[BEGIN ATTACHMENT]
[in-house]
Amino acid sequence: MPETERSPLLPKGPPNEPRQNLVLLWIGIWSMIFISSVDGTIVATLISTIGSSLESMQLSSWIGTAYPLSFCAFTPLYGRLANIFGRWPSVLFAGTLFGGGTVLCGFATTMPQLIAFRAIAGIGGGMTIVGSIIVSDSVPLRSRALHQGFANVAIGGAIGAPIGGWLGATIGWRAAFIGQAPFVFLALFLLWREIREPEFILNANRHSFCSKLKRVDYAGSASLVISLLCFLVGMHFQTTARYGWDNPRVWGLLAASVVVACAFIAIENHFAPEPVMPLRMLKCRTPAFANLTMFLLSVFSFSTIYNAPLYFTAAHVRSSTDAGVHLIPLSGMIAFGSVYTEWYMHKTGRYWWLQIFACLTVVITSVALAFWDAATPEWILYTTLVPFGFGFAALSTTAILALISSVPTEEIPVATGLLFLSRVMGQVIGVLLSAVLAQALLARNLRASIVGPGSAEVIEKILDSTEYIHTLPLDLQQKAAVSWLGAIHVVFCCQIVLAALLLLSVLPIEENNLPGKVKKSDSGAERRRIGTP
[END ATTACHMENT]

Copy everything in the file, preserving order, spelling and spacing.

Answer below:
[in-house]
Amino acid sequence: MPETERSPLLPKGPPNEPRQNLVLLWIGIWSMIFISSVDGTIVATLISTIGSSLESMQLSSWIGTAYPLSFCAFTPLYGRLANIFGRWPSVLFAGTLFGGGTVLCGFATTMPQLIAFRAIAGIGGGMTIVGSIIVSDSVPLRSRALHQGFANVAIGGAIGAPIGGWLGATIGWRAAFIGQAPFVFLALFLLWREIREPEFILNANRHSFCSKLKRVDYAGSASLVISLLCFLVGMHFQTTARYGWDNPRVWGLLAASVVVACAFIAIENHFAPEPVMPLRMLKCRTPAFANLTMFLLSVFSFSTIYNAPLYFTAAHVRSSTDAGVHLIPLSGMIAFGSVYTEWYMHKTGRYWWLQIFACLTVVITSVALAFWDAATPEWILYTTLVPFGFGFAALSTTAILALISSVPTEEIPVATGLLFLSRVMGQVIGVLLSAVLAQALLARNLRASIVGPGSAEVIEKILDSTEYIHTLPLDLQQKAAVSWLGAIHVVFCCQIVLAALLLLSVLPIEENNLPGKVKKSDSGAERRRIGTP